The recognition of superannuation funds being an extremely tax-effective investment vehicle is set to increase in 2018, sparking a rise in the popularity of super for saving and investing, an accounting firm partner has predicted.
“Negative gearing hasn’t been working so well with the low interest rates [we’ve seen] for the last few years and all the agri-schemes seem to have disappeared, so the big deductions people were claiming there in the end actually resulted in big losses,” HLB Mann Judd Sydney wealth management partner Jonathan Philpot said at an industry briefing in Sydney today.
“So it’s been quite difficult for clients to find ways to get their tax down. But with the changes to super starting 1 July 2017, so this is the first year it’s in place, [with] PAYG earners being able to claim a personal super deduction for amounts they put into super, I think will actually open up the discussion more so at year end when people are looking for those deductions.”
Philpot pointed out it would most probably be a specific group of taxpayers from which an increased interest in superannuation would come.
“[It’s attractive if] you’re earning above $80,000, so you’re up into that 39 per cent tax bracket, including Medicare levy, the net tax benefit you’d receive is 24 per cent, 39 per cent less your 15 per cent tax in super, but personally you’re still receiving that 39 per cent tax benefit from making those super contributions,” he pointed out.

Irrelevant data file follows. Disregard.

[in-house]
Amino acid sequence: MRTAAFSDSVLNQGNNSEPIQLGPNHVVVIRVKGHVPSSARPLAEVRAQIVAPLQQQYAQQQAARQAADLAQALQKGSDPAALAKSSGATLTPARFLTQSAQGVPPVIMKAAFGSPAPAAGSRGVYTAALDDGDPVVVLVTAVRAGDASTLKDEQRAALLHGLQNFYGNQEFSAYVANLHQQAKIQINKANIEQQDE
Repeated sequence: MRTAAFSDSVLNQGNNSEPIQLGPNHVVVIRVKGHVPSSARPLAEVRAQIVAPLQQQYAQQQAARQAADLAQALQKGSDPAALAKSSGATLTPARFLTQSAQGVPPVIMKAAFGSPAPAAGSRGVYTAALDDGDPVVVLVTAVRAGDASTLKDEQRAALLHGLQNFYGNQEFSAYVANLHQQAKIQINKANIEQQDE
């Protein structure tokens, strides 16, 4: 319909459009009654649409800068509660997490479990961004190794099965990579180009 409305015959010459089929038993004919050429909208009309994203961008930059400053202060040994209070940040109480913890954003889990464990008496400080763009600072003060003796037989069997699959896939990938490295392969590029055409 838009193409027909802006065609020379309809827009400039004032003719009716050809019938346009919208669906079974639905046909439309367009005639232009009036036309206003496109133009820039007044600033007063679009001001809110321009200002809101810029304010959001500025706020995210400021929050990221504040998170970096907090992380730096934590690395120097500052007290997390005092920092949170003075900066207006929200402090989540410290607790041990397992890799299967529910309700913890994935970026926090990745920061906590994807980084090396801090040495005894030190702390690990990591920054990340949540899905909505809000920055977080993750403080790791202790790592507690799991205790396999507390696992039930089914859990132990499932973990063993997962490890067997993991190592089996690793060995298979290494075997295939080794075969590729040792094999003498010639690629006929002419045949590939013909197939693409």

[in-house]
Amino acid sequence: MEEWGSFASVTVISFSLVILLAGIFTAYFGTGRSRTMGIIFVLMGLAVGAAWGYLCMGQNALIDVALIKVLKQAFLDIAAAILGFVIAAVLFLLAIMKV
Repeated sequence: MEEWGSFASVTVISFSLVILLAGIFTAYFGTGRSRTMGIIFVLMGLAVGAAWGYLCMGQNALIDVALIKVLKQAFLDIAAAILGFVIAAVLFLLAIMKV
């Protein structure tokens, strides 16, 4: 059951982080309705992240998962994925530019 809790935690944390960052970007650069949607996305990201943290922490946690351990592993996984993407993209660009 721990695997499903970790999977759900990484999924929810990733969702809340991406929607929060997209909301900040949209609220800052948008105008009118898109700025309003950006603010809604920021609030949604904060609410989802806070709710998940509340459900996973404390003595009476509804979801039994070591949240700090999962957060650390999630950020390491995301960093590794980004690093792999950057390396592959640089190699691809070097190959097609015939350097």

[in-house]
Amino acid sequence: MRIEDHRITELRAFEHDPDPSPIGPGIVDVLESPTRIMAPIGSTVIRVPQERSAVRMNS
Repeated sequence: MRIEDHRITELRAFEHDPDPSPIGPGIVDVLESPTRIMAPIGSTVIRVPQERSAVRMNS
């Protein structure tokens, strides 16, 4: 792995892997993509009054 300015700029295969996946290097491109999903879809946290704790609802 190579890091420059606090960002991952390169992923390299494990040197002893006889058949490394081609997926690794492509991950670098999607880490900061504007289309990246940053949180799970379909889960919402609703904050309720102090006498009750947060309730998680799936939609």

With regard to demographics, he suggested the strategy of making additional personal contributions into super would appeal most to individuals aged 40 years and above. He also emphasised the person’s income level had to be high enough to justify the move.
“Being able to put a large amount into super personally, it’s $25,000 less whatever SG (super guarantee) contributions go in on your behalf, I think will become far more relevant in discussions leading up to year end,” he said.
The strategy would not be as attractive for 25 to 30 year olds as they may not want to lock away money into their superannuation funds for an extended period of time, he added.